Key points about remote work compliance:
- If you have a remote workforce, you may need to consider new aspects of compliance.
- Legislation varies, but general guidance regarding hours, wages, and equipment can help you stay compliant.
- Check out our Work from Home Policy for a sample policy you can use for your business.
According to Gallup, the number of days employees work remotely has doubled during the pandemic. Some companies have even created permanent remote work arrangements.
There are no laws that apply exclusively to remote workplaces. However, working from home comes with remote work compliance considerations. If you have remote workers, keep the general guidance below in mind:
To Successfully Navigate Remote Work Compliance:
Record hours accurately
For remote employees, the boundaries between work and home life can blur together. Your employees may be accumulating “off the clock” work, and even overtime, that they aren’t being paid for. This may seem harmless enough in the moment, but unpaid wages can come back to bite you. To prevent any future issues, make sure your employees are logging all of their time worked correctly.
Provide the correct minimum wage
Minimum wage rates can get tricky, especially if you have remote employees working in different states. Pay employees at least the minimum wage of the state where they physically work. It doesn’t matter whether they’re at one of your satellite offices or in their own home. Keep in mind that some cities and counties require you to provide a minimum wage higher than the state minimum wage. As with most employment laws, follow the rule that’s most beneficial to the employee. Check out our Guide for more information about multistate compliance.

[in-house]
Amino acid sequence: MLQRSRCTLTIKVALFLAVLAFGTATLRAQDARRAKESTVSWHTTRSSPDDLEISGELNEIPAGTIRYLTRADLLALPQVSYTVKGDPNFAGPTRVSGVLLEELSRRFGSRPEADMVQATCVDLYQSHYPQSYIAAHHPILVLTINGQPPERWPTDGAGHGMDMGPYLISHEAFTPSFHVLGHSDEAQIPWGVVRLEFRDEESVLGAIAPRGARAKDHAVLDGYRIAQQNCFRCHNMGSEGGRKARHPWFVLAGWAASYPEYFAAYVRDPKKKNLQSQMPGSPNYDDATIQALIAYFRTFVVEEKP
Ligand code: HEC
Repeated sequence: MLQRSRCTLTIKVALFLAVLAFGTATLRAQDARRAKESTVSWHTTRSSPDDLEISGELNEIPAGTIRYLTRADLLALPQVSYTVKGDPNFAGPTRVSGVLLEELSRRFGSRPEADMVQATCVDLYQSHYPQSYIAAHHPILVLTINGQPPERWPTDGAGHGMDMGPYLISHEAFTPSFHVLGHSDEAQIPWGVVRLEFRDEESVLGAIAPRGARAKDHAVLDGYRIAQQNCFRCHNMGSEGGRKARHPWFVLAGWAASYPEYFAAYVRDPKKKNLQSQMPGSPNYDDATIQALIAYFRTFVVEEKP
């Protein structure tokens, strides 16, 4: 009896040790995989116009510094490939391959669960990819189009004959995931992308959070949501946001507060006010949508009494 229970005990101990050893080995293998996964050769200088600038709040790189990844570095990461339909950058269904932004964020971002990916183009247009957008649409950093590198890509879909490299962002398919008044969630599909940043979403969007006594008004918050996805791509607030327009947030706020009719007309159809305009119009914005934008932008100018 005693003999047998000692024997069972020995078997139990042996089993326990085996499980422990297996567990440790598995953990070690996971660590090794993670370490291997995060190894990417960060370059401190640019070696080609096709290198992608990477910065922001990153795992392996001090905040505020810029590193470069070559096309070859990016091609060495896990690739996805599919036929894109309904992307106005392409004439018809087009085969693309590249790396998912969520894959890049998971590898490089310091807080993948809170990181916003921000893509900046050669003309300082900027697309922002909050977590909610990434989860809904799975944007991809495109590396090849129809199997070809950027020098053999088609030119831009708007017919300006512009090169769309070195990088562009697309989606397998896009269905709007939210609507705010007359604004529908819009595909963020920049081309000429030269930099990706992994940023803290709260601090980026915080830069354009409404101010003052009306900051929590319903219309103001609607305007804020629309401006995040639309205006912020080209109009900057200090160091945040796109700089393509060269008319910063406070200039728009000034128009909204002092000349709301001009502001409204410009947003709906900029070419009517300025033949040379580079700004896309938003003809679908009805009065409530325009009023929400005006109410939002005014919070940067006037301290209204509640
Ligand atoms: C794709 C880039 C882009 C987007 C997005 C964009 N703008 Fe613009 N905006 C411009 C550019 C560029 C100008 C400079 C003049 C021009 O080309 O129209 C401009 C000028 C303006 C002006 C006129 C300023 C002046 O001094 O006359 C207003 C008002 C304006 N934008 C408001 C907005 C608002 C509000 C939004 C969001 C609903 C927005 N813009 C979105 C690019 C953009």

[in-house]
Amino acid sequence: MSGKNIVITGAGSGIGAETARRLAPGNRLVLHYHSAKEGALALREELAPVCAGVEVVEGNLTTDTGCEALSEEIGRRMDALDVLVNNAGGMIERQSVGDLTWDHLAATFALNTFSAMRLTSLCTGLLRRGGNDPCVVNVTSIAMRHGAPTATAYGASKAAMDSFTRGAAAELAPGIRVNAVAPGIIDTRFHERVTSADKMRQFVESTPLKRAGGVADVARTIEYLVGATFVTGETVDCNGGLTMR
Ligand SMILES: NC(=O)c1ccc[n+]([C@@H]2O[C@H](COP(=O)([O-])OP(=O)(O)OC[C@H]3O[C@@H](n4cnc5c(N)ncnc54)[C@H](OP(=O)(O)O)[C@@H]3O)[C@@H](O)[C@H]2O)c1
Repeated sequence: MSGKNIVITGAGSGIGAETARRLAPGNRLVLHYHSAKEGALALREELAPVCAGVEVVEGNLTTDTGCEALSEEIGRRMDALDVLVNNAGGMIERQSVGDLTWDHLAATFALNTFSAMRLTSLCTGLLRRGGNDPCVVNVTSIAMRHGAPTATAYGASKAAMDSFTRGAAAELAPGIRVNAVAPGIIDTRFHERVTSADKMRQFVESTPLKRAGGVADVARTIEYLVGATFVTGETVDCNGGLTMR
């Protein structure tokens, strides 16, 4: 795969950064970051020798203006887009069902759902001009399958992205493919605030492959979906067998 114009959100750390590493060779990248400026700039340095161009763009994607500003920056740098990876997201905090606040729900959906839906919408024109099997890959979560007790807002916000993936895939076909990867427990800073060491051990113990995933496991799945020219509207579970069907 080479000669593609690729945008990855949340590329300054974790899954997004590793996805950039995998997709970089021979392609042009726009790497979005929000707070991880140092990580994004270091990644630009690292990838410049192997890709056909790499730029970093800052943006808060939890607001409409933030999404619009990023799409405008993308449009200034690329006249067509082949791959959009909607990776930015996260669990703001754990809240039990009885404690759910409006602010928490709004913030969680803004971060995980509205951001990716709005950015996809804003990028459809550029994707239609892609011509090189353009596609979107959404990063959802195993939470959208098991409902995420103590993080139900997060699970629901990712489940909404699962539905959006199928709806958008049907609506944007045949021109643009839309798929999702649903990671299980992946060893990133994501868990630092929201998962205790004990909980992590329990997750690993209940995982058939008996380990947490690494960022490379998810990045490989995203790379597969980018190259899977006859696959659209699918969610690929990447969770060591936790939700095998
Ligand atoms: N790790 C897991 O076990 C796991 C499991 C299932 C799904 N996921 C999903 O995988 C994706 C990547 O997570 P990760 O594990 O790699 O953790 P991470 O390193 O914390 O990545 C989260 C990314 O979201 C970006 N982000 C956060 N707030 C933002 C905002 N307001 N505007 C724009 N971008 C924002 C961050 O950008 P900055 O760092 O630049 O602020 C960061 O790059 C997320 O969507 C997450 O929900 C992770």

Check tax requirements
Similarly, check tax requirements to ensure you stay compliant in each location. Your tax requirements will likely stay the same if your employees are remote but still work within your home state. Just be sure to double check local tax regulations. These may differ depending on the city or county in which a remote employee works.
Your tax requirements will probably be more complex if your employees are remote and work outside your home state. Each state sets its own tax rates and requirements. To stay compliant, check the tax requirements in each state where your employees work. You’ll also need to register with the appropriate tax agencies and obtain the necessary permits in each state.
To use income tax withholding as an example, let’s say your business is based in Pennsylvania, but you have a remote employee working in New York. You would withhold New York taxes, even though your business is registered in Pennsylvania.
Some tax considerations to keep in mind include:
- Income tax withholding
- Unemployment tax
- Workers’ compensation
- Disability insurance
- Paid Family & Medical Leave (some states treat this as a tax)
Set performance expectations